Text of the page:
How different are the two industries – Punjabi and Hindi?
Punjabi cinema is obviously smaller in its reach compared to Hindi cinema, because Punjabi films cater to a smaller territory and maybe overseas. The collections of Hate Story 2, from East Punjab, Punjab, Delhi and North India, accounted for Rs 70 -77 lakh in the first week. This is the kind of business a hit Punjabi film like Jatt & Juliet or a Disco Singh would make on the whole. Technically, though, the Punjabi film industry has grown by leaps and bounds. I had not watched a single Punjabi film before I did Dharti and I know that from Dharti till now, the industry has grown only richer, both in terms of visual appeal and box-office collections.
Punjabi films now look as slick as Hindi films do and they have also improved in terms of quality. I have watched the Punjabi industry evolve across the years. It is because of this evolution that more and more Hindi film corporate studios are willing to invest in Punjabi films.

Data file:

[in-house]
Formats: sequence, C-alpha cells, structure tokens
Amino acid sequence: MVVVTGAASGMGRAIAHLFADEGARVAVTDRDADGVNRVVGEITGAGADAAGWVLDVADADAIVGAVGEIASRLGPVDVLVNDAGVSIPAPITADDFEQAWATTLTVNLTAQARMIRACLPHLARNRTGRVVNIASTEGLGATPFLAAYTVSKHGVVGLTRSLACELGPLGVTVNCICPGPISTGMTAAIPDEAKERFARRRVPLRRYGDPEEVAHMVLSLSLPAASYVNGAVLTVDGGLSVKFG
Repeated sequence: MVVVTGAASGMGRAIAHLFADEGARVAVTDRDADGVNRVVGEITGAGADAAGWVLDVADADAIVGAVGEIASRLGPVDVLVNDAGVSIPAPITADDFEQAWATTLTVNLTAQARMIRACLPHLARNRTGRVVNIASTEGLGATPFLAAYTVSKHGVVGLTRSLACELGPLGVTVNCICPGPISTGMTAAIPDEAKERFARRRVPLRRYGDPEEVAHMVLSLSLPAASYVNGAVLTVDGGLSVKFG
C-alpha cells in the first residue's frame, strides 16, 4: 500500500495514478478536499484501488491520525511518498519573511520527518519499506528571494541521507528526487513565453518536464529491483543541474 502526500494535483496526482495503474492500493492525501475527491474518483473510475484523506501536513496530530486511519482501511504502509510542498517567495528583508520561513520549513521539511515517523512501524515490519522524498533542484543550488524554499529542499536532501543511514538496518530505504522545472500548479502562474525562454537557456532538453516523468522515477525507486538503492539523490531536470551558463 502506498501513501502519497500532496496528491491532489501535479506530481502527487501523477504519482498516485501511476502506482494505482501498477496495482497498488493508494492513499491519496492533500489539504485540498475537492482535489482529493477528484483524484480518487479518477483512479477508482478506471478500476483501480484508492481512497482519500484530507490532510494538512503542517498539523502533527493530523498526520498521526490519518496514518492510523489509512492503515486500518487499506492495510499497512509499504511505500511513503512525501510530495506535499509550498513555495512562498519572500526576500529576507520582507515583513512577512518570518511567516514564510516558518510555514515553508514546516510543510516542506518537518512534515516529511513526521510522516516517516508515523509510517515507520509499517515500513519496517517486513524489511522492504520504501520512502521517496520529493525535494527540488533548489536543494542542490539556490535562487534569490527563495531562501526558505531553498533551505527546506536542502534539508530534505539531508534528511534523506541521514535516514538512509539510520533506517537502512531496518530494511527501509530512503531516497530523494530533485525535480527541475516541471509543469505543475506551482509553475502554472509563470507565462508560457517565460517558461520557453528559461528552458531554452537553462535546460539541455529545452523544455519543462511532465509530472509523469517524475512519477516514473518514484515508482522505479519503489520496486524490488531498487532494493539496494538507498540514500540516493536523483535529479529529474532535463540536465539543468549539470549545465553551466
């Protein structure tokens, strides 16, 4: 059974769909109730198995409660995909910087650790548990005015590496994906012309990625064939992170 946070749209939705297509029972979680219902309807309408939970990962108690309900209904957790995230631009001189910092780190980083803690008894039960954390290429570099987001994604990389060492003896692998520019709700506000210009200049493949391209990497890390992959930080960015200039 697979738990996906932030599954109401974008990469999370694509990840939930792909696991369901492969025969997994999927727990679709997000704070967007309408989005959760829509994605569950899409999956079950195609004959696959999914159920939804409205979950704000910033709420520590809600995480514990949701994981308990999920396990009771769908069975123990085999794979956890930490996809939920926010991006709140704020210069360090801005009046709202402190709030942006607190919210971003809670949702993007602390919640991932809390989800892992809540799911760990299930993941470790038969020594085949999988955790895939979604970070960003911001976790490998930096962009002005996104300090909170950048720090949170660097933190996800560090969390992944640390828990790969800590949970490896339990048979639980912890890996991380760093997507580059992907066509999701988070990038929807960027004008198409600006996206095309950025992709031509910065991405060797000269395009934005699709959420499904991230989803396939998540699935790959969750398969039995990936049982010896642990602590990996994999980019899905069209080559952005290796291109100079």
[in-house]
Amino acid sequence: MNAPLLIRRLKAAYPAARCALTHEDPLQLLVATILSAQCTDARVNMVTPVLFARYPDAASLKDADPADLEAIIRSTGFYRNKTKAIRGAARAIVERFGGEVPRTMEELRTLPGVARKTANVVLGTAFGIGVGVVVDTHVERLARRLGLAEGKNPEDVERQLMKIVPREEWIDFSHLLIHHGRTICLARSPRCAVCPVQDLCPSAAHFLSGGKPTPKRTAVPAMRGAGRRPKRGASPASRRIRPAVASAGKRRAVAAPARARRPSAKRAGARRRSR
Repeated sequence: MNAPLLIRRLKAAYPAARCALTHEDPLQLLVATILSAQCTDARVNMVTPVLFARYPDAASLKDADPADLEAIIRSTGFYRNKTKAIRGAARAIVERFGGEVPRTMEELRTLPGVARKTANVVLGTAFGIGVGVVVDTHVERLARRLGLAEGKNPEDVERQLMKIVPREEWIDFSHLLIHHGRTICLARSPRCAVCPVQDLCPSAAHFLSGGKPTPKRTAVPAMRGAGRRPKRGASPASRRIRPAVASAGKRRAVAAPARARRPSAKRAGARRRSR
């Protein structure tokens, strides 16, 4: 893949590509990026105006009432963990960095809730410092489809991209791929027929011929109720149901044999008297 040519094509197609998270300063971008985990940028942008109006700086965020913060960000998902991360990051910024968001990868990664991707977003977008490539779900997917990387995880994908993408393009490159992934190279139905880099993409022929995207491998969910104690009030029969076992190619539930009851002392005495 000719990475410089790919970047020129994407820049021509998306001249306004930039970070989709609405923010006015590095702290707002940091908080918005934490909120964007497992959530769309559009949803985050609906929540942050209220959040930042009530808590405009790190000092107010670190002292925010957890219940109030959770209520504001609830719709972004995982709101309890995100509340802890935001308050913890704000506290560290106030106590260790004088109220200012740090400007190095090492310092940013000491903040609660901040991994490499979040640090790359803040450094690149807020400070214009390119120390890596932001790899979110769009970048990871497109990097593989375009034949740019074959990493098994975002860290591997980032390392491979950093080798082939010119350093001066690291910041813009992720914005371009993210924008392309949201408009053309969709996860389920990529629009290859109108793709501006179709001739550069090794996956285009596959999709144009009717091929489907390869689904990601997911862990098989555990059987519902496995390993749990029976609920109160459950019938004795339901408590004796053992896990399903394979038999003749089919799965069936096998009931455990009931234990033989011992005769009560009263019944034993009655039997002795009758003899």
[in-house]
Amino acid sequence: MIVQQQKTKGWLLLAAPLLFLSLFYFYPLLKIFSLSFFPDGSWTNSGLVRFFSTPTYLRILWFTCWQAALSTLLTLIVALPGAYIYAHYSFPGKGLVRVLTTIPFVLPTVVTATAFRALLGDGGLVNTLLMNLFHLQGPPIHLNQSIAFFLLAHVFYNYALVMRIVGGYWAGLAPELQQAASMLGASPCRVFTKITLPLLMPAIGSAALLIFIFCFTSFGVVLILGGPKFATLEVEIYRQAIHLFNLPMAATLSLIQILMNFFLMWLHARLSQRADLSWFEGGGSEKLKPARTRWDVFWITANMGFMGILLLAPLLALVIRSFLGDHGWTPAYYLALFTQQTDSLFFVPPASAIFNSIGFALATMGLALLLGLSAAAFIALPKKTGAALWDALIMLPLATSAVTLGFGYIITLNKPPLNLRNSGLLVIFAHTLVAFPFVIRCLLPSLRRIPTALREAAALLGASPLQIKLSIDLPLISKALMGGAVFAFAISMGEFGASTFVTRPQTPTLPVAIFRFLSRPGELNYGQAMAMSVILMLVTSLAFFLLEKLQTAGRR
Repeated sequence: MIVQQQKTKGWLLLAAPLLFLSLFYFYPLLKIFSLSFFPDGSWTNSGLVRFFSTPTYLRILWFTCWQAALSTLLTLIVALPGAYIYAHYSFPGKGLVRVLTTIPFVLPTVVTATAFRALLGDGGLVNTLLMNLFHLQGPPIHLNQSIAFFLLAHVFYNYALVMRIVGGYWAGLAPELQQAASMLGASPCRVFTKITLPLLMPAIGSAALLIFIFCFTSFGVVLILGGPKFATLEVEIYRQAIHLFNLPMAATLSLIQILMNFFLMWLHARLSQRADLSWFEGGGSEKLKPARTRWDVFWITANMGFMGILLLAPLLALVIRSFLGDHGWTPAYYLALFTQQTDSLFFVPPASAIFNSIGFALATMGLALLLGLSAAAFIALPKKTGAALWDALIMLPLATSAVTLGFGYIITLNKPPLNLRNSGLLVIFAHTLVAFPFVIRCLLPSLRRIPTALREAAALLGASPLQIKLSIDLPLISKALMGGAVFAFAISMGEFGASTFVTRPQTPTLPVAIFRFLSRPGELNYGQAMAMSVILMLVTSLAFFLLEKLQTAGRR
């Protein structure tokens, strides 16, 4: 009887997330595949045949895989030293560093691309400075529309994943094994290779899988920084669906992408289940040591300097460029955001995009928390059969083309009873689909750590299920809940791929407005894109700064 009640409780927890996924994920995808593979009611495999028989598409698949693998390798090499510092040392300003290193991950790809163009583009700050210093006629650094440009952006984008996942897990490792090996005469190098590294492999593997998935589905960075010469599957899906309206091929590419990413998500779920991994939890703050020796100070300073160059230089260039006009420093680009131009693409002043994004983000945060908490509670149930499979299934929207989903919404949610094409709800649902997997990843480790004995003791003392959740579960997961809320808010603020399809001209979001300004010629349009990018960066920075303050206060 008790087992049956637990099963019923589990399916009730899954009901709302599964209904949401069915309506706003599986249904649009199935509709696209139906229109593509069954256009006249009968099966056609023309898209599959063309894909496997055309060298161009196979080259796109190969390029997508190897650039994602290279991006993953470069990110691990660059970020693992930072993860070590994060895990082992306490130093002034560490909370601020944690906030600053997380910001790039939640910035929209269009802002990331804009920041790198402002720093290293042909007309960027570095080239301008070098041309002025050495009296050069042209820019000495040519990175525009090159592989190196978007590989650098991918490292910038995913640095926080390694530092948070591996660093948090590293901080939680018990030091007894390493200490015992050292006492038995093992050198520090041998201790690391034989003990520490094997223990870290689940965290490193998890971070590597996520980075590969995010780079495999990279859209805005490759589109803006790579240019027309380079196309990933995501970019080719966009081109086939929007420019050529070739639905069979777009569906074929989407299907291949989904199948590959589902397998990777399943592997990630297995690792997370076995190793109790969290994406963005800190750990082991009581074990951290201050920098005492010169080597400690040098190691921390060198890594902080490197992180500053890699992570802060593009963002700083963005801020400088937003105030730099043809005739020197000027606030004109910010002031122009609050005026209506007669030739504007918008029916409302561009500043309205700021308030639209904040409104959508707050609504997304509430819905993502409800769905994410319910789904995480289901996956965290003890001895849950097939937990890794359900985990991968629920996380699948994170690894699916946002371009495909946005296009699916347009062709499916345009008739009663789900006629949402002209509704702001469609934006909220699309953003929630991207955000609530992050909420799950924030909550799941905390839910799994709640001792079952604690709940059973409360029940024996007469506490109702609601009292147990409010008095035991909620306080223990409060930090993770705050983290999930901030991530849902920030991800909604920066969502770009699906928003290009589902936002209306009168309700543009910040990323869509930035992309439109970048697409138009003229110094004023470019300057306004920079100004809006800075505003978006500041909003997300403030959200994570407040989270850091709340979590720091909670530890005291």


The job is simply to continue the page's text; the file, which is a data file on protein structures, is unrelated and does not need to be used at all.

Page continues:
What are the other films you are working on?
My next release is Ugly, which I had shot before Hate Story 2 but was delayed and will release on September 19. I can’t divulge details about my character in the film but I play a very crazy, psychotic character. It’s an ensemble cast and mine is a small role but it’s a dark, gritty thriller where like almost all Anurag Kashyap films, every character is important. The interesting thing is that Anurag didn’t give any of us a script. We would come on the sets every day and he would tell us what we had to do on that day. Besides that, I have shot for Parched, a film by Leena Yadav. It’s a film about three sexually oppressed women in modern-day Rajasthan. It’s been shot by the cinematographer of Titanic and is produced by Ajay Devgn’s company and another LA-based company. It will release in English and Hindi. I am also working on another Punjabi film.